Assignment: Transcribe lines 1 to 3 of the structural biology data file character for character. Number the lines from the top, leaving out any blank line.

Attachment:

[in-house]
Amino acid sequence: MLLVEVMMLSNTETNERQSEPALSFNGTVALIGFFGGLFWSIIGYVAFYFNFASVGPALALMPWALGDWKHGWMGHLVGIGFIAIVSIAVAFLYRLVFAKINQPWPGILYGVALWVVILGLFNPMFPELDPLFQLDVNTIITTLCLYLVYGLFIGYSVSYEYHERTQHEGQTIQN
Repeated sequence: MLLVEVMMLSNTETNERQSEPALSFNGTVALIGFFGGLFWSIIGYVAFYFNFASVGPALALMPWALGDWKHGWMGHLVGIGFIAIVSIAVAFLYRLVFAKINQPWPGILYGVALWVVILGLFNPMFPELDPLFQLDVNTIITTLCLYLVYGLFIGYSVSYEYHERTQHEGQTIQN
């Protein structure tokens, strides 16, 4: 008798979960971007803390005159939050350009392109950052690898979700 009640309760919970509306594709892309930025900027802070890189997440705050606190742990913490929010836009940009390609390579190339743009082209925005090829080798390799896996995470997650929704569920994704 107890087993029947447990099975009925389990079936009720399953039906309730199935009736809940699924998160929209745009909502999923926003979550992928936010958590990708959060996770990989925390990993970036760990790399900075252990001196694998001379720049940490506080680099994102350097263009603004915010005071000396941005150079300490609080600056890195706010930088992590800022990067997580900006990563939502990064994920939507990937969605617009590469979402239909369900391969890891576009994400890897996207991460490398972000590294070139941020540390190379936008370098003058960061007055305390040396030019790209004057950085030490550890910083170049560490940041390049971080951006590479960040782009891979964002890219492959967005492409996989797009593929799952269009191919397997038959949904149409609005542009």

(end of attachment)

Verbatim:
[in-house]
Amino acid sequence: MLLVEVMMLSNTETNERQSEPALSFNGTVALIGFFGGLFWSIIGYVAFYFNFASVGPALALMPWALGDWKHGWMGHLVGIGFIAIVSIAVAFLYRLVFAKINQPWPGILYGVALWVVILGLFNPMFPELDPLFQLDVNTIITTLCLYLVYGLFIGYSVSYEYHERTQHEGQTIQN
Repeated sequence: MLLVEVMMLSNTETNERQSEPALSFNGTVALIGFFGGLFWSIIGYVAFYFNFASVGPALALMPWALGDWKHGWMGHLVGIGFIAIVSIAVAFLYRLVFAKINQPWPGILYGVALWVVILGLFNPMFPELDPLFQLDVNTIITTLCLYLVYGLFIGYSVSYEYHERTQHEGQTIQN